The autopsy has been conducted, the eulogy delivered and the culprits drawn and courted so now it’s time for Football Federation Australia to move on and recruit our next national team coach.
The likely replacements include Paul LeGuen, Sven Goran Eriksson, Carlos Alberto Parreira and Marcelo “EL Loco” Bielsa.
Prior to assessing the credentials of these candidates, I should say that the Socceroos prefer to play a confident, attacking, proactive style of football – one that reflects our true sporting culture. We witnessed the benefits of this style of play under Guss Hiddink at the 2006 World Cup. These playing characteristics obviously affect the selection of coach. Further, the coach must instil the players with technical qualities and believe in the youth of our proud nation.
Now for the candidates…..
Paul Le Guen
Le Guen had successful coaching stints at French clubs Lyon and PSG and Scottish giants Rangers. He recently resigned from his post as the national team coach of Cameroon following his side’s inglorious exit from the World Cup after losing all three of its group matches. Further, and despite boasting the talents of players such as Samuel Eto’o and Alex Song, Cameroon were the first team officially knocked out of the 2010 World Cup. The abovementioned results speak for themselves….
Sven Goran Eriksson
Erikkson enjoyed an extremely successful tenure as a club football manager in the Swedish, Portuguese and Italian leagues from 1978 to 2001, most notably with Italian club, Lazio. In the period 2001 to 2006 he coached the England national team. Despite having coached many of England’s “golden generation” of players, Eriksson failed to take England beyond the quarter final stages of both the 2002 and 2006 World Cups and most notably, failed to engineer a win over a ten man Brazil side in the 2002 World Cup quarter final. Further, Eriksson had a disastrous and short stint as the manager of the Mexican national team – in fact, immediately after he was sacked in April 2009 the Mexican fans’ association held a ‘victory rally’ attended by approximately 30,000 angry supporters! In short, Eriksson has been unable to replicate his club football success on the international stage. Finally, he would cost a pretty penny. In my opinion, it would not be money well spent.
Carlos Alberto Parreira
We’re getting warmer now….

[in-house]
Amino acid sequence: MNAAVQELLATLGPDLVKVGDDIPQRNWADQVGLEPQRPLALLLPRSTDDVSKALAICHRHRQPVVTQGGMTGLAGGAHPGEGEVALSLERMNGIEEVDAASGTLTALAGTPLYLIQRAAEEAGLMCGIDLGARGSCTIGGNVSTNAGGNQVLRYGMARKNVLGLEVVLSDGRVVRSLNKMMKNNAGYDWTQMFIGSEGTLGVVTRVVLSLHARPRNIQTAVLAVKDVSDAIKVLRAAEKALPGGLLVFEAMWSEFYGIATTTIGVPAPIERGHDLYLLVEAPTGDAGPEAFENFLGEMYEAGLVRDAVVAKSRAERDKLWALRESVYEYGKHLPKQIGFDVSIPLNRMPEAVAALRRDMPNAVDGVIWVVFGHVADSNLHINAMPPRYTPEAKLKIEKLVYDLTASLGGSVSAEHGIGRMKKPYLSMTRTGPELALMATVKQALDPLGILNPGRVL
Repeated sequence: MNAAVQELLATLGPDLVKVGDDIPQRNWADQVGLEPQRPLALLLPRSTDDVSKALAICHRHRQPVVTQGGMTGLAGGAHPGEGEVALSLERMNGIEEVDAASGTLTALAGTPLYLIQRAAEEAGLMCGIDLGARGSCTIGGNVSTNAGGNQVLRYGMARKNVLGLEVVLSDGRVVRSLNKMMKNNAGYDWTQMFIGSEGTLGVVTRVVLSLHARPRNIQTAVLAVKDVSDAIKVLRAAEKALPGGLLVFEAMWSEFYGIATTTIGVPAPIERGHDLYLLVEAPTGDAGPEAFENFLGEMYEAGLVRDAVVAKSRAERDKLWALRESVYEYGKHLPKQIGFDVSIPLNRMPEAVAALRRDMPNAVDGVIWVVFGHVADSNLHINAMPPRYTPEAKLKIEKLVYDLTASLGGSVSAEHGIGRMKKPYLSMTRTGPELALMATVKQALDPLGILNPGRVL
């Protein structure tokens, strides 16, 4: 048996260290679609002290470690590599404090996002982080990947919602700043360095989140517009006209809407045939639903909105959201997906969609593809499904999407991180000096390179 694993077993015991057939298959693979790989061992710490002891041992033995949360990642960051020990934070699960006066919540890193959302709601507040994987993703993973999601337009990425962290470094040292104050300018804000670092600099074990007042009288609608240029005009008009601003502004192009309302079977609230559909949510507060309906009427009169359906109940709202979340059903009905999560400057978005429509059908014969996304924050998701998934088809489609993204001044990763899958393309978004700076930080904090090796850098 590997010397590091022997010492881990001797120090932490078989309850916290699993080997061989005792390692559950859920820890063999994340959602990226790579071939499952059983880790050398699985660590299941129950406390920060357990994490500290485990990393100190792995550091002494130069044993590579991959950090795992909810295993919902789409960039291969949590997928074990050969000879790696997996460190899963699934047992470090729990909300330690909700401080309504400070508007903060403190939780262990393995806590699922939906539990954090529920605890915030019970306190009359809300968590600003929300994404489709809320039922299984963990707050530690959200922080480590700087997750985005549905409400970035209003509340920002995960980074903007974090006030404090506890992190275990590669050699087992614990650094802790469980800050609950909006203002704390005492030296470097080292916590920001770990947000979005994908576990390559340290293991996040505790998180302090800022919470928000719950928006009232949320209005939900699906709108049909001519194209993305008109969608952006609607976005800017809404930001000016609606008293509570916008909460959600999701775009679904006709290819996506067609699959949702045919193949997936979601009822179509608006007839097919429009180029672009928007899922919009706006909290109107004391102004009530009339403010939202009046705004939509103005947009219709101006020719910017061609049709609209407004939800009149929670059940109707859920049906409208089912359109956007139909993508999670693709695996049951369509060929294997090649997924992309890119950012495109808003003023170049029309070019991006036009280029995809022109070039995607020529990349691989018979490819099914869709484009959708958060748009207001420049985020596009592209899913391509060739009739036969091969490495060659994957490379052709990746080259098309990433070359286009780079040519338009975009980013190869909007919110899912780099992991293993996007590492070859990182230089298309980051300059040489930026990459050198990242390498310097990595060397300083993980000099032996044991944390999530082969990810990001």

Parreira has enjoyed a distinguished coaching career. He coached Brazil to victory in the 1994 World Cup, 2004 Copa America and the 2005 Confederations Cup. Further, he is one of only two coaches that has led five national teams to the World Cup: Kuwait in 1982, United Arab Emirates in 1990, Brazil in 1994 and 2006, Saudi Arabia in 1998 and South Africa in 2010.
Nevertheless, and somewhat surprisingly, he failed to take Brazil beyond the quarter final stages of the 2006 World Cup. This, despite having attacking talents such as Ronaldinho, Ronaldo, Adriano and Robinho at his disposal. Further, and like Eriksson, he will not come cheap and frankly, I would prefer seeing Football Federation Australia investing the money in grassroots football and unearthing the next Harry Kewell and Tim Cahill. God knows we need more of them….
So that leaves the madman, Marcelo Bielsa.
Bielsa coached the Argentine national team from 1998 to 2004 and enjoyed mixed success. The team exited the 2002 World Cup at the first round but were runners-up at the 2004 Copa America and won the 2004 Olympic Games. Bielsa is the current coach of the Chilean national team and it is here that he has truly worked wonders. Under his guidance the team has undergone many historic firsts, including their first win over Argentina in official matches and beating Paraguay away from home for the first time in nearly thirty years. Further, Bielsa fast tracked many young talents throughout Chile’s qualification campaign and employs an attacking brand of football – Chile scored the most goals in the South American qualification stages of the World Cup.
Bielsa’s relationships with the media are also good.
His interviews are stimulating and he has been known to field every last question from the assembled media at his press conferences. Further, he once famously stated:
“Every section of the media should get the same attention from me, from the capital’s most prominent TV channel to the smallest newspaper in the provinces”.
A refreshing change from “Pim’s and (very) dry” who, amongst other things, publicly smashed the A-League and later, rather than backing away from his comments reportedly remarked, “I’m Dutch, we’re honest”.
Bielsa is reportedly paid $1.5 million per annum to coach the Chilean national team – a figure less than what Football Federation Australia paid the man who couldn’t get and/or afford a decent haircut.
There are increasing suggestions Bielsa will leave his post now that Chile has exited the World Cup….
As Deborah Harry once sang, “I want that man”.
Mark “The ‘F’ Word” Fiorenti – discussing all things concerning the World Game.